Wide exposure for Raglan artist’s concept of Matariki

Raglan contemporary Māori visual artist Simon Te Wheoro can almost bank on one of his latest works capturing the attention of plenty of people in the street – and with ready money.

But his striking piece of art reflecting the rising of the Matariki stars and the beginning of a New Year is not for sale:  it was commissioned by the ANZ Bank and forms the surrounds of three “specially selected” North Island ATMs.

The 32-year-old reckons it’s “awesome” that a corporate company has acknowledged and gotten behind Matariki for three years now by creating the themed surrounds.

“I feel fortunate and happy to be part of the project,” he adds of his selection as this year’s featured artist. “It’s a fantastic opportunity to showcase my work and at the same time acknowledge Whaingaroa.”

Simon’s design incorporates several customary Māori patterns, and features seven moko kauae designs to represent Matariki and her six sisters – a common version of the Matariki story.

He says the two mountains featured at the base of the ATMs to acknowledge Papatuanuku or mother earth are “sacred landmarks that form part of my genealogy” – Karioi and Mauao, the extinct volcano at Tauranga commonly known simply as the Mount.

Simon reveals a cousin put his name forward for the ANZ art competition a few months ago. “They really liked my work and I got a phone call soon after,” he says.

In a “good weekend’s work” he developed a coloured A3 sketch which the bank then arranged to put in graphic format.  A final check by Simon, “a few small changes” and the surrounds which now grace ATMs in central Tauranga, downtown Wellington and Kaitaia were in production.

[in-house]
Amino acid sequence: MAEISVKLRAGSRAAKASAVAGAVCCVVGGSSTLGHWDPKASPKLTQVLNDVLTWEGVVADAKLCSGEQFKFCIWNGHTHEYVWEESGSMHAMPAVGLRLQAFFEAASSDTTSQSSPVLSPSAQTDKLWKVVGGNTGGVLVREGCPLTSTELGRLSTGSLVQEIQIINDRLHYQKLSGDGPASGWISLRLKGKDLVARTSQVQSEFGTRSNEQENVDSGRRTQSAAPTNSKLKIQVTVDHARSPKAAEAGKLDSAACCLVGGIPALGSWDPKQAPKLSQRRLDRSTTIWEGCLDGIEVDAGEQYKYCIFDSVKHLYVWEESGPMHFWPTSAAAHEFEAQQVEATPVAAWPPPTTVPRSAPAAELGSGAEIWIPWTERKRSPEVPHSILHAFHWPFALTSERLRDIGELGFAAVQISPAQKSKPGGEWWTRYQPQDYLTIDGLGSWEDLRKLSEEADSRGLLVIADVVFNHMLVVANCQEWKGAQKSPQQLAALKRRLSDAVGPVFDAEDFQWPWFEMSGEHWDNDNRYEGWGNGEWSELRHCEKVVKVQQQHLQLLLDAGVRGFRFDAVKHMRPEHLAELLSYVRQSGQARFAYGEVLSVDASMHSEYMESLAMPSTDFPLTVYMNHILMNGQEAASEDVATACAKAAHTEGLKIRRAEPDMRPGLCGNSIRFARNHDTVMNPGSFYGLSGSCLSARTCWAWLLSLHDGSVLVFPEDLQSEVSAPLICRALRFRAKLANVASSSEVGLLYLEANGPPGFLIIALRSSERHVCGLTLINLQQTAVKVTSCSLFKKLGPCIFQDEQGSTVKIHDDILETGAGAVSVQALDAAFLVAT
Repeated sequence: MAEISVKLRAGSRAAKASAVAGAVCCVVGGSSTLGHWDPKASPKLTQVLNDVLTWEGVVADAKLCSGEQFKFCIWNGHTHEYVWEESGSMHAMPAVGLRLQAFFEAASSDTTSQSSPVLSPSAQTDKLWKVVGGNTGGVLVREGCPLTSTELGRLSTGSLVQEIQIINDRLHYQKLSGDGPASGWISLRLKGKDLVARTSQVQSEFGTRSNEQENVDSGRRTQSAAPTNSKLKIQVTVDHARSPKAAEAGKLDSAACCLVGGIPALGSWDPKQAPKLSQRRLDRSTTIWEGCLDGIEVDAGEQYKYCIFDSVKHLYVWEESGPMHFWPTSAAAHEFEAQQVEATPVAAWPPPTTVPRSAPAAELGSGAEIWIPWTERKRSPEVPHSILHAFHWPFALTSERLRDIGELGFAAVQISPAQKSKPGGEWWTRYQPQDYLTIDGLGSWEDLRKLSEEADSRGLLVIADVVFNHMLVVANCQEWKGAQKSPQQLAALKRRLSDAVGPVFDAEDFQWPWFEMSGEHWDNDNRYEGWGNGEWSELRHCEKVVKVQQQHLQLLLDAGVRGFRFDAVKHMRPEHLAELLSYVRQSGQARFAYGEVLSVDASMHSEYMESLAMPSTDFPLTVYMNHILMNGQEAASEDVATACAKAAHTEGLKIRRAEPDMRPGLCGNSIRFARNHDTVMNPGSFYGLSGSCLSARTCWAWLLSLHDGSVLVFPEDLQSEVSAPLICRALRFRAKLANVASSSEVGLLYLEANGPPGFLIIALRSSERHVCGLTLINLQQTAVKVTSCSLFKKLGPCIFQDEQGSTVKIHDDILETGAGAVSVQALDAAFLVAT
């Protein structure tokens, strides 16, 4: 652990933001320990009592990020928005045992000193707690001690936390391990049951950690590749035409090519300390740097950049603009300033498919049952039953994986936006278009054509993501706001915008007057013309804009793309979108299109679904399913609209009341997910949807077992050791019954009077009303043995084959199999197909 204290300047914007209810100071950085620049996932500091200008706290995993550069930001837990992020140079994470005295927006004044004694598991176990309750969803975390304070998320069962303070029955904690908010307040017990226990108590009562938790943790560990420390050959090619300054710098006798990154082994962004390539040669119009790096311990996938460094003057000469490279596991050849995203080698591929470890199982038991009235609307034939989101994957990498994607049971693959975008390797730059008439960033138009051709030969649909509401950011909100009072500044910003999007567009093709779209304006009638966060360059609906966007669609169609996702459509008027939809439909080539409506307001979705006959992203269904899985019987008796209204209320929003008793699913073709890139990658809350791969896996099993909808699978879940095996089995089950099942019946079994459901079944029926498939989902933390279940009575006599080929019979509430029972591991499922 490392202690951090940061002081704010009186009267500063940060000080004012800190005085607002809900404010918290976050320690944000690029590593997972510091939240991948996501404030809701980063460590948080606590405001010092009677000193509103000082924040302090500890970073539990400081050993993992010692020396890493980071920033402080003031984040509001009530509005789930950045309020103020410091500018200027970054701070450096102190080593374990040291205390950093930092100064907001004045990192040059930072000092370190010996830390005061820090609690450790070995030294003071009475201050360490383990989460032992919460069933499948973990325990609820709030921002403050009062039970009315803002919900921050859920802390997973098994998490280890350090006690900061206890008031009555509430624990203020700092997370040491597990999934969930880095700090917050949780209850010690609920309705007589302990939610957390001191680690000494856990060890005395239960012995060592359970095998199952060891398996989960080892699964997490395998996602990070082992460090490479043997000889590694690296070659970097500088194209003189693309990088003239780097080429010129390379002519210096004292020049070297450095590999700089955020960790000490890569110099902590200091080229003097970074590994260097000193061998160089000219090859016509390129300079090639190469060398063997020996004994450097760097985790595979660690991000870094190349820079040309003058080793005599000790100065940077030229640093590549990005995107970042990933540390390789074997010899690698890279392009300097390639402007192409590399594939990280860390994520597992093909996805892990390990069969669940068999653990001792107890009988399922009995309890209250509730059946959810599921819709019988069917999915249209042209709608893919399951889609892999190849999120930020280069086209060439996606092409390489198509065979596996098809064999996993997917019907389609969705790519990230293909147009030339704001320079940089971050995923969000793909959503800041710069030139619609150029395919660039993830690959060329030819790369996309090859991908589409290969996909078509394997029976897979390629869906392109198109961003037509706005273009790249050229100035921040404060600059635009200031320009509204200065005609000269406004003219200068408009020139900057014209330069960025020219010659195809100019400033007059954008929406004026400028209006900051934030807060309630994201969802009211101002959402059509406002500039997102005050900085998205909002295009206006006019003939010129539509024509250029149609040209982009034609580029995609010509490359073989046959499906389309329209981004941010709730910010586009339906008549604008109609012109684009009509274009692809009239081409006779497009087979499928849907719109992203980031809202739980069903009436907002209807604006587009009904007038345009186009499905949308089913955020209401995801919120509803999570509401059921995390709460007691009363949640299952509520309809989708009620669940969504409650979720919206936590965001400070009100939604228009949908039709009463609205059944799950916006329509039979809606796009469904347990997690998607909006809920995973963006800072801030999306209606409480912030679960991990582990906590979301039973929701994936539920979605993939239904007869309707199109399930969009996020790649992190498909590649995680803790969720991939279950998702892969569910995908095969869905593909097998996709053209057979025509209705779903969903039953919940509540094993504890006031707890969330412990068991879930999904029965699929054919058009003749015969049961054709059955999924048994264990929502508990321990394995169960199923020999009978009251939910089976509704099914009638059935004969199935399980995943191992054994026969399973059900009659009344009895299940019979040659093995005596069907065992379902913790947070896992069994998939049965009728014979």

The bank will also make use of the design on everything from elevator screens to social media contracts and media releases.

Simon describes his work as a contemporary artist as a balance of three disciplines – moko or tattoos, sculpture in wood or stone, and abstract painting in acrylics.

Local examples of his work include a mural unveiled last year outside the Raglan Library and a stainless steel sculpture at the campground end of the Kopua footbridge. He’s also currently helping with a carved waharoa (an entrance or gateway) that will welcome people to Raglan Area School’s 150th jubilee at Labour Weekend.

He’s a past student himself, and did art there under Tania Mills’ tutelage before going on to complete a Bachelor of Arts degree at Toihoukura, the Māori contemporary art school in Gisborne.

Simon, who set up a studio/gallery on the approaches to town in 2013, says it’s a challenging road as an artist but reveals he’s now “busy enough” here without having to take on commissions.

Edith Symes

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